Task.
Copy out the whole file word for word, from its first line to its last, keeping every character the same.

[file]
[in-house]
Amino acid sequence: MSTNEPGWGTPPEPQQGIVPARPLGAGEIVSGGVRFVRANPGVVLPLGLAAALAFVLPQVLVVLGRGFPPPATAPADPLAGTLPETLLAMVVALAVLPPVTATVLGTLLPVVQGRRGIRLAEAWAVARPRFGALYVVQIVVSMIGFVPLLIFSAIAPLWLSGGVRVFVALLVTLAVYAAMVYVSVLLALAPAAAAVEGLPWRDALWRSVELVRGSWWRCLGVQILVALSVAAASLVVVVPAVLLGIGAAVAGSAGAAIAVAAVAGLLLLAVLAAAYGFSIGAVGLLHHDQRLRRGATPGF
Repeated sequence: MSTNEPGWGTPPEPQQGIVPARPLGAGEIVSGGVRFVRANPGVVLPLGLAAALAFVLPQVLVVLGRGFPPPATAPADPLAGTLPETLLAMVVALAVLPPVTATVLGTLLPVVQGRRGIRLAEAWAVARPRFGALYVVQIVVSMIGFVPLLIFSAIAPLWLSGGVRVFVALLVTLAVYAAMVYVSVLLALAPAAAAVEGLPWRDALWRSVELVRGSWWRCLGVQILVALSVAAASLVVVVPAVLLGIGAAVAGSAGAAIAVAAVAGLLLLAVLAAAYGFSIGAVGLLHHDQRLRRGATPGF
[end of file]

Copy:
[in-house]
Amino acid sequence: MSTNEPGWGTPPEPQQGIVPARPLGAGEIVSGGVRFVRANPGVVLPLGLAAALAFVLPQVLVVLGRGFPPPATAPADPLAGTLPETLLAMVVALAVLPPVTATVLGTLLPVVQGRRGIRLAEAWAVARPRFGALYVVQIVVSMIGFVPLLIFSAIAPLWLSGGVRVFVALLVTLAVYAAMVYVSVLLALAPAAAAVEGLPWRDALWRSVELVRGSWWRCLGVQILVALSVAAASLVVVVPAVLLGIGAAVAGSAGAAIAVAAVAGLLLLAVLAAAYGFSIGAVGLLHHDQRLRRGATPGF
Repeated sequence: MSTNEPGWGTPPEPQQGIVPARPLGAGEIVSGGVRFVRANPGVVLPLGLAAALAFVLPQVLVVLGRGFPPPATAPADPLAGTLPETLLAMVVALAVLPPVTATVLGTLLPVVQGRRGIRLAEAWAVARPRFGALYVVQIVVSMIGFVPLLIFSAIAPLWLSGGVRVFVALLVTLAVYAAMVYVSVLLALAPAAAAVEGLPWRDALWRSVELVRGSWWRCLGVQILVALSVAAASLVVVVPAVLLGIGAAVAGSAGAAIAVAAVAGLLLLAVLAAAYGFSIGAVGLLHHDQRLRRGATPGF